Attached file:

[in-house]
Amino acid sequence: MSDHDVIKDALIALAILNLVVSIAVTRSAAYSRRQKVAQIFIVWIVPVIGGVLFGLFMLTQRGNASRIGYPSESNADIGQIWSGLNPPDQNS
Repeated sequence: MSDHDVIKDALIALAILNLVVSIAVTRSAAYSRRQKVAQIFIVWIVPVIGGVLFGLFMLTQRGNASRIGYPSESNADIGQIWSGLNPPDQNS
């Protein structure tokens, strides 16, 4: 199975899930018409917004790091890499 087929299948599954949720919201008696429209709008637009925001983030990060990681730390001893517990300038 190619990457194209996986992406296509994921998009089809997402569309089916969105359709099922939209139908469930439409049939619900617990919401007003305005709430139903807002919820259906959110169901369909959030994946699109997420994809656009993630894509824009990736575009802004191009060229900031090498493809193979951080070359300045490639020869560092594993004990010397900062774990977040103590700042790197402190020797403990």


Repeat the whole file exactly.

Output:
[in-house]
Amino acid sequence: MSDHDVIKDALIALAILNLVVSIAVTRSAAYSRRQKVAQIFIVWIVPVIGGVLFGLFMLTQRGNASRIGYPSESNADIGQIWSGLNPPDQNS
Repeated sequence: MSDHDVIKDALIALAILNLVVSIAVTRSAAYSRRQKVAQIFIVWIVPVIGGVLFGLFMLTQRGNASRIGYPSESNADIGQIWSGLNPPDQNS
């Protein structure tokens, strides 16, 4: 199975899930018409917004790091890499 087929299948599954949720919201008696429209709008637009925001983030990060990681730390001893517990300038 190619990457194209996986992406296509994921998009089809997402569309089916969105359709099922939209139908469930439409049939619900617990919401007003305005709430139903807002919820259906959110169901369909959030994946699109997420994809656009993630894509824009990736575009802004191009060229900031090498493809193979951080070359300045490639020869560092594993004990010397900062774990977040103590700042790197402190020797403990």